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The simplest way to benefit from a rising market is to buy an index fund. Active investors aim to buy stocks that vastly outperform the market - but in the process, they risk under-performance. Unfortunately the TOM Group Limited (HKG:2383) share price slid 35% over twelve months. That falls noticeably short of the market return of around -13%. However, the longer term returns haven't been so bad, with the stock down 21% in the last three years. Shareholders have had an even rougher run lately, with the share price down 20% in the last 90 days.
Because TOM Group is loss-making, we think the market is probably more focussed on revenue and revenue growth, at least for now. Shareholders of unprofitable companies usually expect strong revenue growth. That's because fast revenue growth can be easily extrapolated to forecast profits, often of considerable size.
In just one year TOM Group saw its revenue fall by 1.7%. That's not what investors generally want to see. Shareholders have seen the share price drop 35% in that time. What would you expect when revenue is falling, and it doesn't make a profit? It's hard to escape the conclusion that buyers must envision either growth down the track, cost cutting, or both.
The chart below shows how revenue and earnings have changed with time, (if you click on the chart you can see the actual values).
You can see how its balance sheet has strengthened (or weakened) over time in this free interactive graphic.
A Different Perspective
While the broader market lost about 13% in the twelve months, TOM Group shareholders did even worse, losing 35%. Having said that, it's inevitable that some stocks will be oversold in a falling market. The key is to keep your eyes on the fundamental developments. Unfortunately, last year's performance may indicate unresolved challenges, given that it was worse than the annualised loss of 3.4% over the last half decade. Generally speaking long term share price weakness can be a bad sign, though contrarian investors might want to research the stock in hope of a turnaround. Shareholders might want to examine this detailed historical graph of past earnings, revenue and cash flow.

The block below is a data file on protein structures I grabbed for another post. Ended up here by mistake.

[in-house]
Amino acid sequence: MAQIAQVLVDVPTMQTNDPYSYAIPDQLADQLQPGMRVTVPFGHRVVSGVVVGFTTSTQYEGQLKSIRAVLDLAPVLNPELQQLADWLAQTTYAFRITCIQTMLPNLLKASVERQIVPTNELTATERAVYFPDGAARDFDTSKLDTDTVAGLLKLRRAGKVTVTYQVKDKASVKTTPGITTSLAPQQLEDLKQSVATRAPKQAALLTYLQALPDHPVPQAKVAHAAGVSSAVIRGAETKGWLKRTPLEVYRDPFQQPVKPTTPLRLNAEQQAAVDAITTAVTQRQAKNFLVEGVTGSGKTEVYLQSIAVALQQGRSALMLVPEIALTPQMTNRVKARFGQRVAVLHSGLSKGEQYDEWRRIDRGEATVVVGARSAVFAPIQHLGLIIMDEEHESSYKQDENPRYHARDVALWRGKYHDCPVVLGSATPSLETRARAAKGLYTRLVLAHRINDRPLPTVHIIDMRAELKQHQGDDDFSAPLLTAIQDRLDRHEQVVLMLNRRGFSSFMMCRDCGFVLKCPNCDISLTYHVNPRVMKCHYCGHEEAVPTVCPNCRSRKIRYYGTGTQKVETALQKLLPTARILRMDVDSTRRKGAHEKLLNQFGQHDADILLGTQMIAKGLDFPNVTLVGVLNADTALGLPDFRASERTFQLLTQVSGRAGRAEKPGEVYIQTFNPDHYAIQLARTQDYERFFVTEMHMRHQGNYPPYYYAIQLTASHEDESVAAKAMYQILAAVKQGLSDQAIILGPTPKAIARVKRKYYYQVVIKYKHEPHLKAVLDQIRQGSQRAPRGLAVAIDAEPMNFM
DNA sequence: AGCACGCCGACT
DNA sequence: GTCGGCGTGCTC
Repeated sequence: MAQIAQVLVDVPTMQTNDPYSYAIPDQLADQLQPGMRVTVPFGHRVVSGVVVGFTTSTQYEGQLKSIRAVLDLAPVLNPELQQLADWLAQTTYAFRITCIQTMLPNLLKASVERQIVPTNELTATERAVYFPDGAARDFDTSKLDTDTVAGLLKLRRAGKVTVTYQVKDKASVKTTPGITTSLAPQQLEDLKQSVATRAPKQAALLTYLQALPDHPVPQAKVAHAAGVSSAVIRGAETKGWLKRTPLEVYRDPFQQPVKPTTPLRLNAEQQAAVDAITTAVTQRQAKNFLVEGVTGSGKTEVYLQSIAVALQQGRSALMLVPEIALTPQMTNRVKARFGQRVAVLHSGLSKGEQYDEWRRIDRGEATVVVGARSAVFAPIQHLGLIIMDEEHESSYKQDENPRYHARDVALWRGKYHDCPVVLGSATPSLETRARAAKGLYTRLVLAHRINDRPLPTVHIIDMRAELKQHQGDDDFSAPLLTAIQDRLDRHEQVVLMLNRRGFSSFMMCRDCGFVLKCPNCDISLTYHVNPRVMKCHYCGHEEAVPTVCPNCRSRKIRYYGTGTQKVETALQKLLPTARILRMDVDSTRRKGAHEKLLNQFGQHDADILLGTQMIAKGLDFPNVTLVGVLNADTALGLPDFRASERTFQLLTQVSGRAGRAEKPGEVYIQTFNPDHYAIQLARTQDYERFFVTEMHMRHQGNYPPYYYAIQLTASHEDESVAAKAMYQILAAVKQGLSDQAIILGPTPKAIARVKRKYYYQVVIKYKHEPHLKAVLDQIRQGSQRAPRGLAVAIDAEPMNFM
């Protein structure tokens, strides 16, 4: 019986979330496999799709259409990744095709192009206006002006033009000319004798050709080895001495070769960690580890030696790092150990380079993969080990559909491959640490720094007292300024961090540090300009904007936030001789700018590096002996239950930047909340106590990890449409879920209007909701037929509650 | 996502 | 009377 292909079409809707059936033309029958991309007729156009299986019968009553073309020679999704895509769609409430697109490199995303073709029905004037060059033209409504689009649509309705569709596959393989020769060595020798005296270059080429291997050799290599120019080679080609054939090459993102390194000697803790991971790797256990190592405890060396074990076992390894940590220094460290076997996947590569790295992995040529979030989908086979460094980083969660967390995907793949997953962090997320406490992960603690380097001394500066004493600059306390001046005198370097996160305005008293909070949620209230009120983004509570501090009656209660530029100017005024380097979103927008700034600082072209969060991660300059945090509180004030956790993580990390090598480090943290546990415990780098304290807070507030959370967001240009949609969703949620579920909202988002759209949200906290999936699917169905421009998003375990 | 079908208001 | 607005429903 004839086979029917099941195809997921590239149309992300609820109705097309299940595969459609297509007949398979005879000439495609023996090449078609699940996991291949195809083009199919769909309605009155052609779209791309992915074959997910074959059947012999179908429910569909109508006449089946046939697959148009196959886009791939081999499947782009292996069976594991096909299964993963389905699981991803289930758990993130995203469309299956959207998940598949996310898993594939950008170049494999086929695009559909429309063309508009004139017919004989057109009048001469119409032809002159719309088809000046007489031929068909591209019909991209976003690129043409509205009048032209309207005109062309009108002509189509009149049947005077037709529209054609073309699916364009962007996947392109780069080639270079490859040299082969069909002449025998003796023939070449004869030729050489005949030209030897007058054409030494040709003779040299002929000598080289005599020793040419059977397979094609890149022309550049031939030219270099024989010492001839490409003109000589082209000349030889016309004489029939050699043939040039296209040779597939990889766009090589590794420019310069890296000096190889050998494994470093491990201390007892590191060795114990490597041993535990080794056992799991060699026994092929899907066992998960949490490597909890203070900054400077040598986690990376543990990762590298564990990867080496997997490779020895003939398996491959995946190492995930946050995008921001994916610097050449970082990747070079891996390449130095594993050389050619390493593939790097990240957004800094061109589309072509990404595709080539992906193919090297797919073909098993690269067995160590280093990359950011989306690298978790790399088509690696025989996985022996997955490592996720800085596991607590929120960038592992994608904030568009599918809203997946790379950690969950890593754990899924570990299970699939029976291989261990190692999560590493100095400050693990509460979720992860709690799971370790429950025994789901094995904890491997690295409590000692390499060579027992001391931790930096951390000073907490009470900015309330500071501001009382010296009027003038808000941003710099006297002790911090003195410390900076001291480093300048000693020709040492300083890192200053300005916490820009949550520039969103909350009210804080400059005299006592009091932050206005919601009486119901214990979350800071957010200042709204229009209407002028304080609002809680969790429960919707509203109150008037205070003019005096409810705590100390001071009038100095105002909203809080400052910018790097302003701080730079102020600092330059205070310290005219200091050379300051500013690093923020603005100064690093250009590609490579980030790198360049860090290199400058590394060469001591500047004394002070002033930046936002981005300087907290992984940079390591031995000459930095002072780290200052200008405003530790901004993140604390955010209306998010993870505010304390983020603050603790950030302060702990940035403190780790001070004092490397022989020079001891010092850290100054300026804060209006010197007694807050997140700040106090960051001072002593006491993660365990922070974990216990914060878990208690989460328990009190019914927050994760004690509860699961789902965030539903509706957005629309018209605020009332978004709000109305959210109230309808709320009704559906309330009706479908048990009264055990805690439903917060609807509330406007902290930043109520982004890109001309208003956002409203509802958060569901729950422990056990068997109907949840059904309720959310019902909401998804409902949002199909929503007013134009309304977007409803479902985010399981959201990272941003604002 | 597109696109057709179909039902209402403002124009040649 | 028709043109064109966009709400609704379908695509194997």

If you are like me, then you will not want to miss this free list of growing companies that insiders are buying.
Please note, the market returns quoted in this article reflect the market weighted average returns of stocks that currently trade on HK exchanges.
We aim to bring you long-term focused research analysis driven by fundamental data. Note that our analysis may not factor in the latest price-sensitive company announcements or qualitative material.
If you spot an error that warrants correction, please contact the editor at email@example.com. This article by Simply Wall St is general in nature. It does not constitute a recommendation to buy or sell any stock, and does not take account of your objectives, or your financial situation. Simply Wall St has no position in the stocks mentioned. Thank you for reading.